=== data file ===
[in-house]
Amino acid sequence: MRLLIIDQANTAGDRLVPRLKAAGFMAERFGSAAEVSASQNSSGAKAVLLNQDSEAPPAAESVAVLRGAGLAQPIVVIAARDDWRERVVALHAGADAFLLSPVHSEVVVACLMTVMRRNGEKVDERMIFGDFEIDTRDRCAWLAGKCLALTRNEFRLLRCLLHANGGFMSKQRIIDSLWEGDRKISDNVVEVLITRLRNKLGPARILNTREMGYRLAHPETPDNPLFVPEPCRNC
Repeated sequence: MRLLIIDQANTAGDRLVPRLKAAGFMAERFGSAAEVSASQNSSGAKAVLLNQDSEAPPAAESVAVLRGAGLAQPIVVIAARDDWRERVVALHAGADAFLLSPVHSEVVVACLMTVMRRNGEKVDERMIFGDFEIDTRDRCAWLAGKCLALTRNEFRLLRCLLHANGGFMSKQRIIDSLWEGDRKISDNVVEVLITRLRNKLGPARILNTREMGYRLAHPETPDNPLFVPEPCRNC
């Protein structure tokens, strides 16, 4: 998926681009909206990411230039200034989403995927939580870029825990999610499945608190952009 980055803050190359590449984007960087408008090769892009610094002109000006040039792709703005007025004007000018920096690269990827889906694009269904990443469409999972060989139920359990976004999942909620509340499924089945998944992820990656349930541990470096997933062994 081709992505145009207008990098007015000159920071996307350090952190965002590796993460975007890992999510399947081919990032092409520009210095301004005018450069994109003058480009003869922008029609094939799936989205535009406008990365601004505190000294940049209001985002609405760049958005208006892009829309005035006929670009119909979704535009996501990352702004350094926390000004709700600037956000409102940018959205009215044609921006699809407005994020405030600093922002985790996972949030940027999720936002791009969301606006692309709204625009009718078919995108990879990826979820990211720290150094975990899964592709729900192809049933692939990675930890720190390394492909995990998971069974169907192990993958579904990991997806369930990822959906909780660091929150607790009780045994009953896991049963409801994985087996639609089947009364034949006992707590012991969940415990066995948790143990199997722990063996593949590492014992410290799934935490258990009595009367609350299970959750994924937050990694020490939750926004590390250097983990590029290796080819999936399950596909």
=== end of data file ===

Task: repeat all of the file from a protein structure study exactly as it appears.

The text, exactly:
[in-house]
Amino acid sequence: MRLLIIDQANTAGDRLVPRLKAAGFMAERFGSAAEVSASQNSSGAKAVLLNQDSEAPPAAESVAVLRGAGLAQPIVVIAARDDWRERVVALHAGADAFLLSPVHSEVVVACLMTVMRRNGEKVDERMIFGDFEIDTRDRCAWLAGKCLALTRNEFRLLRCLLHANGGFMSKQRIIDSLWEGDRKISDNVVEVLITRLRNKLGPARILNTREMGYRLAHPETPDNPLFVPEPCRNC
Repeated sequence: MRLLIIDQANTAGDRLVPRLKAAGFMAERFGSAAEVSASQNSSGAKAVLLNQDSEAPPAAESVAVLRGAGLAQPIVVIAARDDWRERVVALHAGADAFLLSPVHSEVVVACLMTVMRRNGEKVDERMIFGDFEIDTRDRCAWLAGKCLALTRNEFRLLRCLLHANGGFMSKQRIIDSLWEGDRKISDNVVEVLITRLRNKLGPARILNTREMGYRLAHPETPDNPLFVPEPCRNC
């Protein structure tokens, strides 16, 4: 998926681009909206990411230039200034989403995927939580870029825990999610499945608190952009 980055803050190359590449984007960087408008090769892009610094002109000006040039792709703005007025004007000018920096690269990827889906694009269904990443469409999972060989139920359990976004999942909620509340499924089945998944992820990656349930541990470096997933062994 081709992505145009207008990098007015000159920071996307350090952190965002590796993460975007890992999510399947081919990032092409520009210095301004005018450069994109003058480009003869922008029609094939799936989205535009406008990365601004505190000294940049209001985002609405760049958005208006892009829309005035006929670009119909979704535009996501990352702004350094926390000004709700600037956000409102940018959205009215044609921006699809407005994020405030600093922002985790996972949030940027999720936002791009969301606006692309709204625009009718078919995108990879990826979820990211720290150094975990899964592709729900192809049933692939990675930890720190390394492909995990998971069974169907192990993958579904990991997806369930990822959906909780660091929150607790009780045994009953896991049963409801994985087996639609089947009364034949006992707590012991969940415990066995948790143990199997722990063996593949590492014992410290799934935490258990009595009367609350299970959750994924937050990694020490939750926004590390250097983990590029290796080819999936399950596909």